UCT subject rankings success

18 October 2018 | Story Supplied. Photo Robyn Walker. Read time 3 min.
Law, social sciences and education at UCT have been rated among the top 100 in the world when the subjects are compared against other higher education institutions globally.
Law, social sciences and education at UCT have been rated among the top 100 in the world when the subjects are compared against other higher education institutions globally.

The University of Cape Town (UCT) has been rated in the top 100 in the world in three subjects – law, social sciences and education – in the 2019 Times Higher Education Rankings by subject.

Law was ranked in 77th place globally, social sciences in 89th place, while education shares the 95th spot with Finland’s University of Jyväskylä. For both law and education, this marked the first time the subjects have featured.

Social sciences, meanwhile, rose significantly through the rankings, after being named in the 101–125 category last year. Exact positions over 100 are not specified.

Business and Economics also did well, featuring in the rankings for the first time, in the 176–200 band.

The rankings for the three subjects were released on 17 October, with other subject announcements set to be made on 31 October (Arts and Humanities), 7 November (Life Sciences; Physical Sciences; Psychology; Clinical, Pre-clinical and Health), and 29 November (Engineering and Technology and Computer Science).

The latest announcements follow the news in September that UCT jumped 15 places from 171st to 156th position in the 2019 THE World University Rankings, prompting UCT executive director of communication and marketing, Gerda Kruger, to note that the honour confirmed the university as a research-intensive institution pioneering new methods of teaching and learning, while remaining a destination of choice for international students.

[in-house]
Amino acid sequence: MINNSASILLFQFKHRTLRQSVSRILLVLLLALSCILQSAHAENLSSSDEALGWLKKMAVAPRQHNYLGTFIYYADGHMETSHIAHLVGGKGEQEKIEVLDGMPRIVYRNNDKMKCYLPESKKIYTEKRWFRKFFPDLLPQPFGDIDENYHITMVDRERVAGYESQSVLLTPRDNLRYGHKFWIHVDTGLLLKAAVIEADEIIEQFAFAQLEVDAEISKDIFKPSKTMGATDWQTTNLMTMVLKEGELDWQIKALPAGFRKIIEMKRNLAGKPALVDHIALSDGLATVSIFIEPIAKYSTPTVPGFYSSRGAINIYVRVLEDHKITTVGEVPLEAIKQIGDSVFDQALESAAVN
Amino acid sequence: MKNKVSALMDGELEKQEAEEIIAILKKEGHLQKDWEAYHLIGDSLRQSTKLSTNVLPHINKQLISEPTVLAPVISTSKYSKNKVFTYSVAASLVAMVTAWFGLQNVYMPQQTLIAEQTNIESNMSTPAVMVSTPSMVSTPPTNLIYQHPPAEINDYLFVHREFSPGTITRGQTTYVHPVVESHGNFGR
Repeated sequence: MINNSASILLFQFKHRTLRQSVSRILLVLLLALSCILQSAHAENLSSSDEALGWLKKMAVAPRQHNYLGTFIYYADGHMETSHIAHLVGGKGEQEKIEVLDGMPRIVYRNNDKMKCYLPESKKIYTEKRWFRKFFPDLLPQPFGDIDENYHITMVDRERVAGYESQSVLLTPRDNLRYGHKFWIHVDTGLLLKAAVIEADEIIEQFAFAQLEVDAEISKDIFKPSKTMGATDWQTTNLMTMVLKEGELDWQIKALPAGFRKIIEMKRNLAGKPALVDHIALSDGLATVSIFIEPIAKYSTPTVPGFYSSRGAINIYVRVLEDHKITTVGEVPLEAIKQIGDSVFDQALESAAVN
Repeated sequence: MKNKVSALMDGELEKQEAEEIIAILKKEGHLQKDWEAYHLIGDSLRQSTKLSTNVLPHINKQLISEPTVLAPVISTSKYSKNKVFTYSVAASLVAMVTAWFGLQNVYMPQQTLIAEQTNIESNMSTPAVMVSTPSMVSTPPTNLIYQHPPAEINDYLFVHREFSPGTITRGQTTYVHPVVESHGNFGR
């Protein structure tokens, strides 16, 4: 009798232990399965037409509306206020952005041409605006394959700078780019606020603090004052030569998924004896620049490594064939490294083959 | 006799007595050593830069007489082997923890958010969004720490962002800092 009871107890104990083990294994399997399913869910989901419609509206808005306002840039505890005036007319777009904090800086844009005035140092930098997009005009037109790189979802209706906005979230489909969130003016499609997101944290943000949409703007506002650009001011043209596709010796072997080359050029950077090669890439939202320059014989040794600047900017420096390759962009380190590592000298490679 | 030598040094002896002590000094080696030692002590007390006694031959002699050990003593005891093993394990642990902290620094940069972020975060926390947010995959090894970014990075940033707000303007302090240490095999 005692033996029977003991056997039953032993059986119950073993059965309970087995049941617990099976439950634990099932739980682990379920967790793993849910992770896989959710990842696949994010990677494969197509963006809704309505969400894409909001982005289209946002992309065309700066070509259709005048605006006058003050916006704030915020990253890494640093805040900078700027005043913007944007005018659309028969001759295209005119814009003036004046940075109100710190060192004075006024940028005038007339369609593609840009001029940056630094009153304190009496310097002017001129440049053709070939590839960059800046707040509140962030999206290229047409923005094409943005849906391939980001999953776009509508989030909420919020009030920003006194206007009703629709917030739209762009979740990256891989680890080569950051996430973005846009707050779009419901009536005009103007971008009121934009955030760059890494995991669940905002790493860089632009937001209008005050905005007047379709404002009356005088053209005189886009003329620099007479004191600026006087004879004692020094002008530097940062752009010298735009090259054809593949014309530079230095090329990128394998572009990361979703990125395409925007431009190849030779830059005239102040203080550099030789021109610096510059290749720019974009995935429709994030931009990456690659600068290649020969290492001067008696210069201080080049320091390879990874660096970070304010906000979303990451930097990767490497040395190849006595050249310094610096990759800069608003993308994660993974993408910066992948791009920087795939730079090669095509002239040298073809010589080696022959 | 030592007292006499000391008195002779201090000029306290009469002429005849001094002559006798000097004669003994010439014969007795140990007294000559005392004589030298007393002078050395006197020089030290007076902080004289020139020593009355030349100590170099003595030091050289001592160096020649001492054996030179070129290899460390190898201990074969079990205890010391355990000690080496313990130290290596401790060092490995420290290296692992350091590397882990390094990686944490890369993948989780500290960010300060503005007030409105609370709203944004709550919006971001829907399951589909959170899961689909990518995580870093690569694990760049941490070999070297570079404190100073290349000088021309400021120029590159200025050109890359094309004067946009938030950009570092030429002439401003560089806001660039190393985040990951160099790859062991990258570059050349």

The latest ratings are based on the same 13 indicators as for the overall rankings. Grouped in five categories, the methodology is recalibrated to suit the individual fields.

Across all fields, however, the most heavily weighted indicators are teaching (the learning environment) and research (volume, income and reputation), following by citations (a measure of research influence), international outlook (referring to staff, students and research), and industry income (as a measure of innovation).

Welcoming the latest results, Kruger said it is always encouraging to see recognition for UCT’s particular strengths in teaching and learning.

“Social sciences, for example, comprises geography, sociology, politics and international studies (including development studies), all of which are strong at UCT.

“Development studies has in fact been consistently ranked around the top 10 in the world in the last three years in another world university ranking (Quacquarelli Symonds),” she said.

Also in September, it was announced that UCT had maintained its top position in Africa for graduate employability, and stood at 18th in the world for graduate employment (in work after one year), according to the 2019 QS Graduate Employability Rankings.

The university’s position as the leading African university in terms of graduate employability put UCT just outside the top 100 institutions globally.


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